We've said it before and we'll say it again: A NASA logo makes anything look Space Age.
That's certainly true when talking about mundane machines, but even more so when the object at hand is a diesel locomotive. Extra credit because NASA's train is actually used to haul space shuttle rocket booster parts around Florida's Kenney Space Center.
It's like Thomas the Tank Engine meets The Right Stuff:
At the Wilson's Corners junction at the northern end of the space center, the NASA Railroad splits into two nine-mile stretches of track. Kennedy's mainline runs south, past the Vehicle Assembly Building and other Launch Complex 39 facilities before reaching the center's Industrial Area. To the east, a second line of track extends to the Cape Canaveral Air Force Station.
Each incoming shuttle-booster segment rests on a cradle in a custom-built railcar. A clamshell-like cover, hinged at the top, protects the hardware throughout the journey. Fully loaded, a single segment car weighs 513,000 pounds.
NASA uses switcher locomotives, which are brawny machines that move a lot of weight over relatively short distances. The first locomotives used by NASA were three Alco S2 locomotives obtained surplus from the U.S. Army. Built in the early 1940s, they worked well until the loads required to support the Space Shuttle Program proved beyond their capability. So Hoffman initiated the procurement process to buy the space center three EMD SW-1500 locomotives built between 1968 and 1970.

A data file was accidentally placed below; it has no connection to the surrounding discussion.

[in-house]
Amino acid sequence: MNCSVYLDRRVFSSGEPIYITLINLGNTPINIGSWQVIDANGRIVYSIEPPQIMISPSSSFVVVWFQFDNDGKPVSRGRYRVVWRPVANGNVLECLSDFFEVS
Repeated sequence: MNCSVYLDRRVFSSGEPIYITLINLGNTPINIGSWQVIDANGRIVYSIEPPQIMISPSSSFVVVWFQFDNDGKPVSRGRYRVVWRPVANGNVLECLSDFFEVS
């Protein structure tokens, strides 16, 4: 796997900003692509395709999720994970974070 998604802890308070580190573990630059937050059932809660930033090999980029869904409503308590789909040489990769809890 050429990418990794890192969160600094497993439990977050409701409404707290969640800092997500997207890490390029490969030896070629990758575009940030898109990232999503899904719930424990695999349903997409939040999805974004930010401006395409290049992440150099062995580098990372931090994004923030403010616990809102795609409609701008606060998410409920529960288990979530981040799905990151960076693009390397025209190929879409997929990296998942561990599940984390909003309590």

The 1,500-horsepower locomotives used today "have a lot of backbone," according to Bryant. "When we bring in the segments and the spacer cars, we've got probably close to 4 1/2 to 5 million pounds that we pull with one motor."
In addition to more familiar hopper cars and gondola cars, Kennedy's rolling stock includes cars modified or designed here. For example, Hoffman designed the booster structures car, capable of hauling additional shuttle booster components such as frustums and aft skirts. There are only two such cars in the world -- both in the space center's main rail yard.
"We've rebuilt the Air Force locomotives. We've built railcars. We've done painting," says URS Lead Mechanic Mike Stephens. He gestures behind him to the No. 3 locomotive, recently refurbished and topped with a new blue-and-white paint job. "I mean, this locomotive here, you can see how much better it looks than the other two. We're a pretty diverse group and we stay busy."
That expertise is essential, considering the dangerous commodities the railroad system so often has carried. In addition to the shuttle boosters, the NASA Railroad has carried nitrogen tetroxide, an oxidizer used as rocket propellant; Air Force Titan rockets; Navy Trident missiles; and the shuttle-based booster segments for the Ares I-X flight test.
UPDATE, 30 December, 2010
Reader Sarah Horowitz ups the rail-geek ante substantially with this bit of news:
Athearn is producing an HO scale model of the EMD SW1500 switcher in three liveries, including the NASA one! Pre-orders are now being accepted. To be delivered in mid-2011.